Double-Locking...

    I've read the IBM paper about double-locking before. I'm open to correction here, but I don't think it applies to my example - because I'm not using double locking. I'm assigning the Singleton instance directly to the variable which happens when the class is loaded - which I think is guaranteed to be thread safe.

    From what I've read on double-locking, this approach is utilised when putting the lock on the entire method is a concern due to performance. But this is not a concern of mine. So I think I can leave double-locking concerns to one side.

    Thread-Safe Singleton...

    Leaving aside the argument of whether a Singleton is a good idea or not. Say I do want to fire ahead with that idea - is it really that hard to create a thread-safe one properly?

    For a basic Singleton is it quite simple to make it thread safe as outlined here. Here's the extract below of a Singleton that is thread safe and I think you'd agree there is nothing hard about doing that?


    Making My Design Thread-Safe...

    So moving on, for my particular design I have a way of making it thread-safe - but I don't particularly like it .So I was looking for suggestions of ways that I could make it thread-safe.

    My solution for making my design thread-safe is to only have my getInstance() method return an instance that is not initialised - i.e. the cache is not loaded. Then the the loadRecordsToCache() instance method can be called on this instance. So I would have

    This solution is now thread safe because the only way to modify the cache is through the instance methods - all instance methods in my class are synchronized. The static method only returns an reference to the static class field i.e. the Singleton instance of the Data class.

    I don't like this solution because it means the CRUD methods will blow up if called before the cache is loaded. So I would rather my Singleton instance was returned with the cache already loaded. So the cache being loaded is like a class invariant - no cache loaded, then no instance available!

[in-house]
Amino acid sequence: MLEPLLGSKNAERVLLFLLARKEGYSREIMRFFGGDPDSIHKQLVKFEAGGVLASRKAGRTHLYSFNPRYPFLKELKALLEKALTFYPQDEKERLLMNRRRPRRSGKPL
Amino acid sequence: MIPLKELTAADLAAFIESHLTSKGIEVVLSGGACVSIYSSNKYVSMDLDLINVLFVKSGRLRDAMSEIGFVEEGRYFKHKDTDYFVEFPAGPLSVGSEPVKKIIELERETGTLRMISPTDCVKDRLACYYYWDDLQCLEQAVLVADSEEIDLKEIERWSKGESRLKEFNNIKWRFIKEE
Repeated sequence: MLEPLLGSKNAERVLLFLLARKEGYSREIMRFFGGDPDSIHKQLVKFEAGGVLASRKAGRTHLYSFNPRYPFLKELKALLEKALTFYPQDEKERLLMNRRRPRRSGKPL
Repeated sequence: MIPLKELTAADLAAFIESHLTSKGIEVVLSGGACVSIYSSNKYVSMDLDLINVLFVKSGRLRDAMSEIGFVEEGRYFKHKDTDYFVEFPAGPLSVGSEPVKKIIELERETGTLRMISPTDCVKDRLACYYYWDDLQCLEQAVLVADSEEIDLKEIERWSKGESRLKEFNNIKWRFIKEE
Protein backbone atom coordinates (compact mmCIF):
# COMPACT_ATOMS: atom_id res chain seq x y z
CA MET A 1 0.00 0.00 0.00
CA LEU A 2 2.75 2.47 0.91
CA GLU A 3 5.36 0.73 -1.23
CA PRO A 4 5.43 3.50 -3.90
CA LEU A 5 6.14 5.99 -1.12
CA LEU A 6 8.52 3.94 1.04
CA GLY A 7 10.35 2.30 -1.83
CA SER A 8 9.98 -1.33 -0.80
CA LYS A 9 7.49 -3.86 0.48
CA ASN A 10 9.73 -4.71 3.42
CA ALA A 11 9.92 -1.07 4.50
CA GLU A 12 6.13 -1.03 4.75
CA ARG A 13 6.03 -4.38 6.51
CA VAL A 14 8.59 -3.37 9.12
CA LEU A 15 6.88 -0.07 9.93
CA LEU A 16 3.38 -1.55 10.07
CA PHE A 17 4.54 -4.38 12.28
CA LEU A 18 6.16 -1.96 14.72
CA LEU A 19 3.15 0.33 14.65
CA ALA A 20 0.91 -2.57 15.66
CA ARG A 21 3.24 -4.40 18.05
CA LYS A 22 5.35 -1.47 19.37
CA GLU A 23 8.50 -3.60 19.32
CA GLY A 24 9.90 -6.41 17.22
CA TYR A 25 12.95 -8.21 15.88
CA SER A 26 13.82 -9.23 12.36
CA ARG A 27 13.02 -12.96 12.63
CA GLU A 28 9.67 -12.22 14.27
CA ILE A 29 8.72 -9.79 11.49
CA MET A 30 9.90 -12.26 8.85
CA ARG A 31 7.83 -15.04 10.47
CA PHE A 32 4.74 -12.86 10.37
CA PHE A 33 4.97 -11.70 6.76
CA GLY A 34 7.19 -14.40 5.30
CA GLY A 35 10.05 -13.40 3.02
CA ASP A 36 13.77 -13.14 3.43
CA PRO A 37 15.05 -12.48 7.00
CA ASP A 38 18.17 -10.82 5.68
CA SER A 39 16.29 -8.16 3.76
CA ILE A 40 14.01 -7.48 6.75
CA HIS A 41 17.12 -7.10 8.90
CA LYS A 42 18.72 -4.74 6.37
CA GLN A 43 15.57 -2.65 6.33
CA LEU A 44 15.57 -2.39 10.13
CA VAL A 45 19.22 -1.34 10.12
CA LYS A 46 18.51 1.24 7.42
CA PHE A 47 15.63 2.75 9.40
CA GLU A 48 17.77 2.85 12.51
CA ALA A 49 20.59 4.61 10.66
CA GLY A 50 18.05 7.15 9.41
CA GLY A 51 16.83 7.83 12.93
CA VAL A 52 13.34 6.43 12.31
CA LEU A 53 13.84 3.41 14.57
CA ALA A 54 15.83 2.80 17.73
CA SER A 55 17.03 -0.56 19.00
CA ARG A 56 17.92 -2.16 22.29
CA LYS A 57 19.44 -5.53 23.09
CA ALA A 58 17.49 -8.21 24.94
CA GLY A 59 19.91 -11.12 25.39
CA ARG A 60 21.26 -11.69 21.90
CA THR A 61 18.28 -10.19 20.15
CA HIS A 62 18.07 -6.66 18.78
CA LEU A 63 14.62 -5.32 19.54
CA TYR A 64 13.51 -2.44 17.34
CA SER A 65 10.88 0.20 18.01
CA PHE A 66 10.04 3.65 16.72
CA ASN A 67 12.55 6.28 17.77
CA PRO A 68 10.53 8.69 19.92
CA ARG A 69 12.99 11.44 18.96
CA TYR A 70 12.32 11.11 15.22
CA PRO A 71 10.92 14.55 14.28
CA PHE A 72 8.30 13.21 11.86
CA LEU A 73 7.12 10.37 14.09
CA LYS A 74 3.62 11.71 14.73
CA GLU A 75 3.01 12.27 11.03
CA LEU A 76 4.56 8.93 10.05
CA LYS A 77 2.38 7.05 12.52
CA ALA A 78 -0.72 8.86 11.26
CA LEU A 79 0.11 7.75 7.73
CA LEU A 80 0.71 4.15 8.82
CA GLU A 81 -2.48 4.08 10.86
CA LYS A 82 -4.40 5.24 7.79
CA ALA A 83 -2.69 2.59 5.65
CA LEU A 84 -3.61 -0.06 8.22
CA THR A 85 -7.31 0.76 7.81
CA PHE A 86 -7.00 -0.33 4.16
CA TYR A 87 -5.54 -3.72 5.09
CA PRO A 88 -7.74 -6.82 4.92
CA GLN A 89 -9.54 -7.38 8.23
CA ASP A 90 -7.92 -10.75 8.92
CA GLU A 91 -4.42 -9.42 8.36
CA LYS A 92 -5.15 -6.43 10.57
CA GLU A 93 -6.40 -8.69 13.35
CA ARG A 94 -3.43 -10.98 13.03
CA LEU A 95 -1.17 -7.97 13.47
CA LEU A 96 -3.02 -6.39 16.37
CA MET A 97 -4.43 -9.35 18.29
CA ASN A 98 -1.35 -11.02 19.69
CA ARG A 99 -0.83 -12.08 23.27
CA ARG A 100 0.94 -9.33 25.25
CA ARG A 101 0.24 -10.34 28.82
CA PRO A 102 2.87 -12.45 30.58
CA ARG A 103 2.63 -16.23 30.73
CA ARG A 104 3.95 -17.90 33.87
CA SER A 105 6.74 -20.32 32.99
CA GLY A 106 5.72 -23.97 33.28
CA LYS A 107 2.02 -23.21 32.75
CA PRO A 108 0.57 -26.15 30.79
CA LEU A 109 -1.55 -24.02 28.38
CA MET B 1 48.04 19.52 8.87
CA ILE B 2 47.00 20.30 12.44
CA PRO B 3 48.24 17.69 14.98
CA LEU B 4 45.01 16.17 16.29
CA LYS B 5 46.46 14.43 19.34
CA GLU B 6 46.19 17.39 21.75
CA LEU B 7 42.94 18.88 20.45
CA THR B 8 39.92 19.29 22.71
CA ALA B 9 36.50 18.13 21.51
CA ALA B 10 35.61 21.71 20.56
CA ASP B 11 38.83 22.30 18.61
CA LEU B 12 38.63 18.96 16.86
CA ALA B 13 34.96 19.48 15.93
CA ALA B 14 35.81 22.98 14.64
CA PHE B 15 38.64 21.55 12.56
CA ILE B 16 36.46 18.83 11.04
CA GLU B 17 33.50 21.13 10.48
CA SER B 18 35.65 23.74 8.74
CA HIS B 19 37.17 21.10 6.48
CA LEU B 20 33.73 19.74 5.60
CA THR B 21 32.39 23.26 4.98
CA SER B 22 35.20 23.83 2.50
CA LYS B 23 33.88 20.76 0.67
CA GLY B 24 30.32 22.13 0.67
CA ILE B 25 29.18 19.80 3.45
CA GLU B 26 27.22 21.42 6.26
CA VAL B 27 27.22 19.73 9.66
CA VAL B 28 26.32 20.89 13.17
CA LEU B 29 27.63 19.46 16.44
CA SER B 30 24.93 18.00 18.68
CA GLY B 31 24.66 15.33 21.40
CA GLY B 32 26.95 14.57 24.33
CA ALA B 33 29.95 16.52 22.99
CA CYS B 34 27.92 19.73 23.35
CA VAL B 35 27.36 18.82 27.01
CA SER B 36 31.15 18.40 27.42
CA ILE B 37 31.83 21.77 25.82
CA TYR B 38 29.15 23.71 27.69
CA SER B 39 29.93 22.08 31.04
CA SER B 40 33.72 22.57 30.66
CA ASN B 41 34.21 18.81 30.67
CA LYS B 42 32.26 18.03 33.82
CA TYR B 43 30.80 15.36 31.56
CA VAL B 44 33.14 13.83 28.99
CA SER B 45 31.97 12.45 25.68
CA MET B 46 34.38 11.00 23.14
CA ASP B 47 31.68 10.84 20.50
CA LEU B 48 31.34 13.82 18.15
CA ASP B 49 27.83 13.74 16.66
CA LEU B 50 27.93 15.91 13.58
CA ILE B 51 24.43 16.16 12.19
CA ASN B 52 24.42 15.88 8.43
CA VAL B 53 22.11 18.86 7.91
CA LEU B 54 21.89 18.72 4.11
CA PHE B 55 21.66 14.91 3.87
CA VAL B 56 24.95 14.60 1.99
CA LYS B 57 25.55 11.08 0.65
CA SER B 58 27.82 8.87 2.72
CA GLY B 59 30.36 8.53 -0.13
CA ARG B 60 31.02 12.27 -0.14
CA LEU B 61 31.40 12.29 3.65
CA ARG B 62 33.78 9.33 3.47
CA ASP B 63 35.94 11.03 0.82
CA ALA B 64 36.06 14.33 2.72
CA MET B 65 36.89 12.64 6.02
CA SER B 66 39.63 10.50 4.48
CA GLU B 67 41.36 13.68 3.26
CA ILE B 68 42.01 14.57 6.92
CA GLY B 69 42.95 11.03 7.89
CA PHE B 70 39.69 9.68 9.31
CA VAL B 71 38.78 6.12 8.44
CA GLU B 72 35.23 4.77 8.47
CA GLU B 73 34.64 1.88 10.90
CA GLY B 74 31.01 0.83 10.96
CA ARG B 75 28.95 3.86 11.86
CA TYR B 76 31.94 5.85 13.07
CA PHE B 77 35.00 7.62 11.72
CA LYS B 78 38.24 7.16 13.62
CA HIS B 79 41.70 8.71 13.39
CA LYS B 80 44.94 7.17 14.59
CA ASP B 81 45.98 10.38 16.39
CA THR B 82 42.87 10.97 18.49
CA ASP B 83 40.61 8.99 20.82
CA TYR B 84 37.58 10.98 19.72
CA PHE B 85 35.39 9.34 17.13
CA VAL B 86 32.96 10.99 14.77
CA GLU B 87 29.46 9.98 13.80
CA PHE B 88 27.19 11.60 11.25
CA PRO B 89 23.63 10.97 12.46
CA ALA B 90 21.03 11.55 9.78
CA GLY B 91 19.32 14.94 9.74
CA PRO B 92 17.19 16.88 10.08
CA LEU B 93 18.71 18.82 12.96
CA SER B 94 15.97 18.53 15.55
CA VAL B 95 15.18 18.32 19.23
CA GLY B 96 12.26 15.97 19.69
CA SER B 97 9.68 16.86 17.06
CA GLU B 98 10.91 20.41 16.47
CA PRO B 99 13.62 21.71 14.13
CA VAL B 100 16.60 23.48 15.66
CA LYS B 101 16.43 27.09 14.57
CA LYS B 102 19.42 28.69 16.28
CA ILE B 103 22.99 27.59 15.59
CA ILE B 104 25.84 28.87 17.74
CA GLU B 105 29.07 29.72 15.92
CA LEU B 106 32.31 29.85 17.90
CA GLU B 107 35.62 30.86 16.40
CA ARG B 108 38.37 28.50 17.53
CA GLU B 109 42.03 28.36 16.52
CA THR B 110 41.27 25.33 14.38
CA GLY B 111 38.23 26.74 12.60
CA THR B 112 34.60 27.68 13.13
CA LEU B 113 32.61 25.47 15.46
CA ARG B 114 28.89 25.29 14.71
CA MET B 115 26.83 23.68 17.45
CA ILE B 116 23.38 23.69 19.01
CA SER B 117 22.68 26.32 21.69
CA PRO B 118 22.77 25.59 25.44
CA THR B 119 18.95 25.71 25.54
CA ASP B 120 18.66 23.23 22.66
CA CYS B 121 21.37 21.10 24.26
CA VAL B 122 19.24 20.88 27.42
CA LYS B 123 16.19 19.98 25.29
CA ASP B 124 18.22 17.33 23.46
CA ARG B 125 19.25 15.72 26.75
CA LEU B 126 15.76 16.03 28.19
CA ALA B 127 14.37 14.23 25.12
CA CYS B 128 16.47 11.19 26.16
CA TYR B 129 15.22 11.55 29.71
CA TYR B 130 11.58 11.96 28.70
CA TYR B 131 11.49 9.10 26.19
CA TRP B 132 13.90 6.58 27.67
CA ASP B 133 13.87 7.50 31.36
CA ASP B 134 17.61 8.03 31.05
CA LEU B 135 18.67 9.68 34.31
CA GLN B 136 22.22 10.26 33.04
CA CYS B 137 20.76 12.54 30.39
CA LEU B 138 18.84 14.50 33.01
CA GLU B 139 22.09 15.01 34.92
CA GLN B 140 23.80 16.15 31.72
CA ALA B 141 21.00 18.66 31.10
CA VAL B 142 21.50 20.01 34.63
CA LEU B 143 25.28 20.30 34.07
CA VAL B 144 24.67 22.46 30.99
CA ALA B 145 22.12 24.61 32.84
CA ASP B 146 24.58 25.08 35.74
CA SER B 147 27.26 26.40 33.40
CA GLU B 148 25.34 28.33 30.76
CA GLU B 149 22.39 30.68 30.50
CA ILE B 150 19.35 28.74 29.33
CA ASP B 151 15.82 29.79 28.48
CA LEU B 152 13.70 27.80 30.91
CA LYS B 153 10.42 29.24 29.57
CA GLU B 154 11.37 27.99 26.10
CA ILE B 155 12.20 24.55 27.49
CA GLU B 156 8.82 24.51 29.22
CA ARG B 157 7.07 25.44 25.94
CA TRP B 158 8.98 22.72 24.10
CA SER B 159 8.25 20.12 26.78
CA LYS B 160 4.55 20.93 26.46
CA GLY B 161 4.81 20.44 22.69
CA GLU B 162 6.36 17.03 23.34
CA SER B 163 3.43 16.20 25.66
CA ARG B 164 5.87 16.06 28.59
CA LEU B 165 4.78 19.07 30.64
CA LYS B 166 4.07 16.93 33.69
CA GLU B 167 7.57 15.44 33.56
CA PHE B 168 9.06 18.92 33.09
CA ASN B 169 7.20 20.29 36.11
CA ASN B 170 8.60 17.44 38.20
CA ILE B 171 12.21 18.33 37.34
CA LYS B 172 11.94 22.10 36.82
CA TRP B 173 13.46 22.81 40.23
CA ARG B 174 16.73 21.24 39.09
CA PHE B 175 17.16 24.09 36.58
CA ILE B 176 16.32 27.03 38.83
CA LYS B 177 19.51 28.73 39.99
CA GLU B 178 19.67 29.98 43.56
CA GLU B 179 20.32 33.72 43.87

What I Would Like...

    But what I would really like is to be able to do this in my code:


    ...in a thread-safe manner of course ! Any suggestions?
    Chris Hurst
    Ranch Hand

    Joined: Oct 26, 2003
    Posts: 416
        
        2

    Your singleton is fine, there are two obscure gotchas to be aware of that I'll just mention though I'm sure they won't effect you...

    i) Classloaders - you can have a singleton per class loader ...

    http://java.sun.com/developer/technicalArticles/Programming/singletons/

    ii) two stage construction is usually preferred for several reasons but purely from a threading point of view ...

    Adding complexity to a constructor runs the risk that some one either when coding or through later modification allows the 'this' pointer to escape (give visibility to the this pointer to another thread before the ctr completes) , you commonly see this is swing apps where they register a listener (EVEN as the last line in the constructor this allows bad and obscure things to happen e.g. visibility of finals not guaranteed) ....

    http://www.cs.umd.edu/~pugh/java/memoryModel/


    "Eagles may soar but weasels don't get sucked into jet engines" SCJP 1.6, SCWCD 1.4, SCJD 1.5,SCBCD 5
    Sergey Babkin
    author
    Ranch Hand

    Joined: Apr 05, 2010
    Posts: 50
    A thing to keep in mind is that synchronized and static synchronized will use different lock: the static methods will use a lock on the class, and the normal methods will use a lock on the instance. So they won't synchronize with each other. If you access the static variables through static synchronized methods, this will make sure that the access to them is synchronized.

    An easy way to synchronize in the getInstance() is to do the full initialization of the object before assigning it into the static reference. This way no other thread can see the object until it's initialized.

    And finally: don't use singletons. They are a very bad programming practice. Even worse than the simple global variables.